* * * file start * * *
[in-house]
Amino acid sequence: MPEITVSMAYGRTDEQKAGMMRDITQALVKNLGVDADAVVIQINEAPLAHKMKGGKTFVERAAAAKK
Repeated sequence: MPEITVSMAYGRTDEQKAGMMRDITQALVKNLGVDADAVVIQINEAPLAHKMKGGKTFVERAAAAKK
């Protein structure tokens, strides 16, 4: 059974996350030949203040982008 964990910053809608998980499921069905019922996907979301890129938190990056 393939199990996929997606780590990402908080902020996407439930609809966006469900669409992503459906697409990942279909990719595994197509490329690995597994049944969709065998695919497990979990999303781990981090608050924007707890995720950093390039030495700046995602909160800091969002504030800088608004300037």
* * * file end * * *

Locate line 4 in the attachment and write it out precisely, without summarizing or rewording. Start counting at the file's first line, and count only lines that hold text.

């Protein structure tokens, strides 16, 4: 059974996350030949203040982008 964990910053809608998980499921069905019922996907979301890129938190990056 393939199990996929997606780590990402908080902020996407439930609809966006469900669409992503459906697409990942279909990719595994197509490329690995597994049944969709065998695919497990979990999303781990981090608050924007707890995720950093390039030495700046995602909160800091969002504030800088608004300037």